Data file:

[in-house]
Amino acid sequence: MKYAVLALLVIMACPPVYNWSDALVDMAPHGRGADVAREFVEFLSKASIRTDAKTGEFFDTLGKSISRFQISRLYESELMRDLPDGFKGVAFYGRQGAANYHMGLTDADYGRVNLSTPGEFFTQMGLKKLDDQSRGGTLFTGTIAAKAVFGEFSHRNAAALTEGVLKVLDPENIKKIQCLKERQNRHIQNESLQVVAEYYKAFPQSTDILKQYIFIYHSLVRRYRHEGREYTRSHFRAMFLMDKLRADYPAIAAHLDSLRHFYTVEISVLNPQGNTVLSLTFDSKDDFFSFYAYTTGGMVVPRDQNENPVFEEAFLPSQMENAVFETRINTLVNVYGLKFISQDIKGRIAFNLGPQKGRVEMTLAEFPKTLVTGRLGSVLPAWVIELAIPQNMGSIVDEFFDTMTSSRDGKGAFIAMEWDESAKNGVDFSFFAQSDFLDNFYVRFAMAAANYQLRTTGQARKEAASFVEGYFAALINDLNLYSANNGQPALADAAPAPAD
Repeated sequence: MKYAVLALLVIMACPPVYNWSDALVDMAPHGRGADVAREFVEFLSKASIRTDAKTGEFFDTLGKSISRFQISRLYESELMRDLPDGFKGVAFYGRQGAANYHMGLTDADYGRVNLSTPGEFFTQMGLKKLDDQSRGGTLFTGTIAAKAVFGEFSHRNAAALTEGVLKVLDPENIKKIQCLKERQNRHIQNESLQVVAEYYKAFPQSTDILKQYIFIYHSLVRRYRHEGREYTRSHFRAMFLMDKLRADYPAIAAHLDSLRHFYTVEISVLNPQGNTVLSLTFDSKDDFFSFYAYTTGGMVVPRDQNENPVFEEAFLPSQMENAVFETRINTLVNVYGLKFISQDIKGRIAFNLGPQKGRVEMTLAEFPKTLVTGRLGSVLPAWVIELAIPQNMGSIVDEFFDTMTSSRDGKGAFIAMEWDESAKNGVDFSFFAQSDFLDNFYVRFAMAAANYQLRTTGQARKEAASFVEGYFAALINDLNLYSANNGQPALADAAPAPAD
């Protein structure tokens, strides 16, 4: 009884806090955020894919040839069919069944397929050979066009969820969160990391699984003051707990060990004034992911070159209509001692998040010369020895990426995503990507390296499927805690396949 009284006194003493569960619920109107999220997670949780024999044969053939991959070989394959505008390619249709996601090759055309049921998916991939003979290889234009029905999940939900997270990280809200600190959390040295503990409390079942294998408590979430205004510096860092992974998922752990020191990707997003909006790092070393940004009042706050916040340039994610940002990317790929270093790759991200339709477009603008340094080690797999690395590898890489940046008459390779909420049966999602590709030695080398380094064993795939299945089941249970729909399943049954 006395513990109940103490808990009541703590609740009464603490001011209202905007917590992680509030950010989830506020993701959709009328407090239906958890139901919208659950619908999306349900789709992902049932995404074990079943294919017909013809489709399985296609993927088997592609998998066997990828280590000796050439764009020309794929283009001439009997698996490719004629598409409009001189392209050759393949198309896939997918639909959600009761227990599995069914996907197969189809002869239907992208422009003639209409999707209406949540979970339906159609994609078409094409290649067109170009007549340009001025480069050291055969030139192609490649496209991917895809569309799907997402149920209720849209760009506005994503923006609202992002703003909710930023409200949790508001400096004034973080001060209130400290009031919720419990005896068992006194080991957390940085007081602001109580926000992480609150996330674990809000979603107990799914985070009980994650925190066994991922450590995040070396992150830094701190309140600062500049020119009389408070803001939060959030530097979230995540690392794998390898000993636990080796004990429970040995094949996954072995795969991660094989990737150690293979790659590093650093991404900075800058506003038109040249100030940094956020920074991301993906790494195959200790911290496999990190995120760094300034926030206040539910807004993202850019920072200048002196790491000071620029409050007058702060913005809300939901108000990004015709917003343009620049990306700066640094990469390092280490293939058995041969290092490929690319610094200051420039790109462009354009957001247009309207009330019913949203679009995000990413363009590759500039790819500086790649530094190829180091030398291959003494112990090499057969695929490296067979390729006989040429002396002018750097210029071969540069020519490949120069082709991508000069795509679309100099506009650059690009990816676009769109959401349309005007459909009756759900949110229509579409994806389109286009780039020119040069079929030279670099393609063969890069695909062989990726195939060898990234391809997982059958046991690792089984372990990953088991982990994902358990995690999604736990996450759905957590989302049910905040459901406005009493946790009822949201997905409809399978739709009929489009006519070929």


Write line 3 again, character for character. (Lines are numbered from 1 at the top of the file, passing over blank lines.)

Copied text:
Repeated sequence: MKYAVLALLVIMACPPVYNWSDALVDMAPHGRGADVAREFVEFLSKASIRTDAKTGEFFDTLGKSISRFQISRLYESELMRDLPDGFKGVAFYGRQGAANYHMGLTDADYGRVNLSTPGEFFTQMGLKKLDDQSRGGTLFTGTIAAKAVFGEFSHRNAAALTEGVLKVLDPENIKKIQCLKERQNRHIQNESLQVVAEYYKAFPQSTDILKQYIFIYHSLVRRYRHEGREYTRSHFRAMFLMDKLRADYPAIAAHLDSLRHFYTVEISVLNPQGNTVLSLTFDSKDDFFSFYAYTTGGMVVPRDQNENPVFEEAFLPSQMENAVFETRINTLVNVYGLKFISQDIKGRIAFNLGPQKGRVEMTLAEFPKTLVTGRLGSVLPAWVIELAIPQNMGSIVDEFFDTMTSSRDGKGAFIAMEWDESAKNGVDFSFFAQSDFLDNFYVRFAMAAANYQLRTTGQARKEAASFVEGYFAALINDLNLYSANNGQPALADAAPAPAD